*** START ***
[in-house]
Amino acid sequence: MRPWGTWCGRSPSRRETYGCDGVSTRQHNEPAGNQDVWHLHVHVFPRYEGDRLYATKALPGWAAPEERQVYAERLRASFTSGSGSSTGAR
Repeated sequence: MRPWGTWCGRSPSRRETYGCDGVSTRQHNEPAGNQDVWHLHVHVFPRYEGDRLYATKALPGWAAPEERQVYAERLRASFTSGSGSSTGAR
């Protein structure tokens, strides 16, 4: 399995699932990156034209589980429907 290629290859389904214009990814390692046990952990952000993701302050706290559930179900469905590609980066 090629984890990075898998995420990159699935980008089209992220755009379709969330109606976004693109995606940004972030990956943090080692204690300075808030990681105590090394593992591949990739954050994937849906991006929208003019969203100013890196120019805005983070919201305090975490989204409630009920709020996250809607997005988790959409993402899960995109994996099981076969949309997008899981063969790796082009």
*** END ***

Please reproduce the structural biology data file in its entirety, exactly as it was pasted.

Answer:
[in-house]
Amino acid sequence: MRPWGTWCGRSPSRRETYGCDGVSTRQHNEPAGNQDVWHLHVHVFPRYEGDRLYATKALPGWAAPEERQVYAERLRASFTSGSGSSTGAR
Repeated sequence: MRPWGTWCGRSPSRRETYGCDGVSTRQHNEPAGNQDVWHLHVHVFPRYEGDRLYATKALPGWAAPEERQVYAERLRASFTSGSGSSTGAR
């Protein structure tokens, strides 16, 4: 399995699932990156034209589980429907 290629290859389904214009990814390692046990952990952000993701302050706290559930179900469905590609980066 090629984890990075898998995420990159699935980008089209992220755009379709969330109606976004693109995606940004972030990956943090080692204690300075808030990681105590090394593992591949990739954050994937849906991006929208003019969203100013890196120019805005983070919201305090975490989204409630009920709020996250809607997005988790959409993402899960995109994996099981076969949309997008899981063969790796082009």